Blog on the Run: Reloaded

Tuesday, October 6, 2009 8:50 pm

My first and last bit of investing advice …

Filed under: I want my money back. — Lex @ 8:50 pm
Tags: ,

… comes from Forbes, via Marketwatch’s Paul Farrell: Don’t invest.

No, really, that’s pretty much what he says, at least as it comes to individual stocks:

No wonder “too-stupid-to-fail” banks prefer gambling with [high-frequency-trading]-Quants over helping small commercial banking customers. This is their cash cow generating future earnings: As Forbes recently put it in “The New Masters of Wall Street” “… even as financial markets collapsed last year, high-frequency traders collectively enjoyed $21 billion in gross profit” while “some high-frequency traders are sending out 1,000 orders a second.”

Worse yet, if America’s 95 million individual investors do try to play this new game against these HFT-Quants, they will lose big. …

Forbes bluntly put it this way in a sidebar: “Trading for Dummies” “The role of sucker on Wall Street has traditionally been played by retail investors.” That’s you.

Don’t trade … the more you trade the less you earn

Nevertheless, Forbes offered some sound advice: “If every penny counts for you, there are still ways to avoid being the dumb money in a trade.” The usual tips: Streaming quotes, limit orders and “pay attention to premarket action.”

But in their fourth “Trading for Dummies” tip they really show their cards, telling Main Street investors something we’ve been preaching for years: “Don’t day-trade: It’s a losing game to try to make money chasing momentary market inefficiencies. Too many pros with too much computing power are already at it. Instead, decide on a set of long-term investing goals and trade infrequently to achieve them.”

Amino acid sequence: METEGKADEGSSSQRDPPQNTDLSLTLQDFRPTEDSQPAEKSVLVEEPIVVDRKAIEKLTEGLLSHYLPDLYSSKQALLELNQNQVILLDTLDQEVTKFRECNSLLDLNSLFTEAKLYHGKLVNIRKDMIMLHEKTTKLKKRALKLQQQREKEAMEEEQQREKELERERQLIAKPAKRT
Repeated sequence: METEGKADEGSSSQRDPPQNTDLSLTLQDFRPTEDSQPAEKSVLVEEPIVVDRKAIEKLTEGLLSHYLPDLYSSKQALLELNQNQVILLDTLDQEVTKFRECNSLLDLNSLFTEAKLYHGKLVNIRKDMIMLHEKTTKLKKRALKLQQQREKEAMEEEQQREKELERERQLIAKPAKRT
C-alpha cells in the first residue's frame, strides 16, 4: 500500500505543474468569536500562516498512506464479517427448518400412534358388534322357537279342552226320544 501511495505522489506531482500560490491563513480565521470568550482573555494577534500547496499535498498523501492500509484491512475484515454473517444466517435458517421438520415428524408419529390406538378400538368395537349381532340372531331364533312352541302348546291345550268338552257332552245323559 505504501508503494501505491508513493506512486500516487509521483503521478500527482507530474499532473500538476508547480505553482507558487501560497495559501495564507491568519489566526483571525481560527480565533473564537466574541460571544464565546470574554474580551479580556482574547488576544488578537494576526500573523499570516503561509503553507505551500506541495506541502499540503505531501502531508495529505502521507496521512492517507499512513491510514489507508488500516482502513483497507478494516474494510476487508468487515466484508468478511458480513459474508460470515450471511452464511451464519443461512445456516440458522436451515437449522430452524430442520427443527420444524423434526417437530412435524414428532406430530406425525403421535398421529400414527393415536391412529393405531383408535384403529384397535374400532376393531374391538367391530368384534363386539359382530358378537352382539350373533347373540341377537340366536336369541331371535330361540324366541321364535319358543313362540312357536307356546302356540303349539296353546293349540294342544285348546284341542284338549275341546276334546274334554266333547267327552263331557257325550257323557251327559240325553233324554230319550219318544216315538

Rigged. Game.

You can never outshoot a computer processor. Wetware just isn’t fast enough.

Until securities-trading law is seriously rewritten and brutally enforced, you’re almost better off burying your money in the back yard.


  1. I visited my biggest customer today. He’s got their investments sitting it out in cash. He’s about to fire his broker and thinking about setting up an account with an online broker. This guy has a stellar record of common sense practice. I don’t think he’s aware of the HFT activity, but he can see speculation and profits on short positions with a fraction of their assets. He can feel the market enthusiasm about to end.

    Comment by Fec — Wednesday, October 7, 2009 8:54 pm @ 8:54 pm

  2. If I had any money I’d be buying gold, except that if a naif like me thinks it’s time to buy gold, then we’re probably at the peak of a gold bubble.

    Comment by Lex — Thursday, October 8, 2009 6:20 am @ 6:20 am

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